The Glenville Democrat offered something more – one whole column of prayers – right on the front page. The issue I read included, among other requests to the Almighty, a plea for the well-being of hurricane victims. It omitted “Lord, help us to stop aggravating climate change so that we’ll have fewer natural disasters like hurricanes.” You’d think a praying newspaper named Democrat would have included that.

* * *

About half way along in my journey, I expected to encounter the “going home feeling” that Houston columnist Leon Hale has written about. Oddly, it never made much of an appearance. Don’t know for sure why. Maybe because I’d made frequent visits to Texas during the twenty-eight years I’d been away. Maybe because in this age of the internet and smart phones, the feeling of separation that accompanies removal from home is not as strong, not as disturbing as when Hale wrote about it some years back. Time was when the expense of long-distance phone calls made them rare. In school we were taught how to write “friendly” letters (a form distinct from “business” letters), and we used them to communicate with those we’d left behind.

I made a start on that “going-home feeling” in Tennessee when a clerk in a gas station offered, “bless your heart,” and a waitress called me “honey.” Where I’ve been living in recent years, people don’t talk that way.That was promising, but then United Health Care got in the way.

Their email began ominously with, “It has come to our attention.” Not as scary as “we regret to inform you,” but bad. The proles at United Health Care were suspicious that I no longer live in Saranac Lake or anywhere else in the area to which my coverage is contractually tied, and I’d better phone them pronto and get that squared away if I wanted them to pay for anything.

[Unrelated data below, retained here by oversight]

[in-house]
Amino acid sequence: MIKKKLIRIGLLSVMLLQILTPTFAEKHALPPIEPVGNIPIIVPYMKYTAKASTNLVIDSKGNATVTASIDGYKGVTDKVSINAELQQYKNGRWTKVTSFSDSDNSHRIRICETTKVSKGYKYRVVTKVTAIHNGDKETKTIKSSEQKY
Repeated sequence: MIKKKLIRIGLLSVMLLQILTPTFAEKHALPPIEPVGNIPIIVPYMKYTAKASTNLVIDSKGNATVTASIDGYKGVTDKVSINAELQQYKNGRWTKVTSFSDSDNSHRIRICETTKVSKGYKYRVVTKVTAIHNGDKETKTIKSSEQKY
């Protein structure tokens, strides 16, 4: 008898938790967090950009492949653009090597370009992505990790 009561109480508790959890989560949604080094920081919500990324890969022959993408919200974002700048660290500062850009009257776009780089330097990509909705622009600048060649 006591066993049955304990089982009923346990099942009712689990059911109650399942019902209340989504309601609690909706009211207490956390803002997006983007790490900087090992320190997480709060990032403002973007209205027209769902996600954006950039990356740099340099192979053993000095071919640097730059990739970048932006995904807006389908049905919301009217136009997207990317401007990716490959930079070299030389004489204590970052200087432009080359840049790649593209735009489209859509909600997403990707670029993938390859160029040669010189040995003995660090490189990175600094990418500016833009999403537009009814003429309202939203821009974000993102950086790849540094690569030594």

Before responding, I degraded much of a whole day’s otherwise pleasant drive fashioning an argument that I could reasonably be considered as still living in Saranac Lake. That’s where my mail is sent. (They didn’t need to know that it was forwarded from there to TravelingMailbox.com in North Carolina from which I would eventually receive it wherever I might be.)  We had simply sold the monastery and not yet resettled. For the time being, we were of “no known address,” like the drifter who holds up the liquor store. And we were in discernment about where to live until the drooling starts. That should not make me uninsurable, even though United Health Care has no category for such a way of being.

When preparing for the New York to Texas drive, I always anticipate that it’s going to be a retreat – something like spending time with the Benedictines in silence and reflection on non-quotidian matters. It never works out quite like that. All that time behind the wheel includes reflection, that’s for sure, but it’s mostly centered on the stuff of everyday life. It surely did on this latest trip.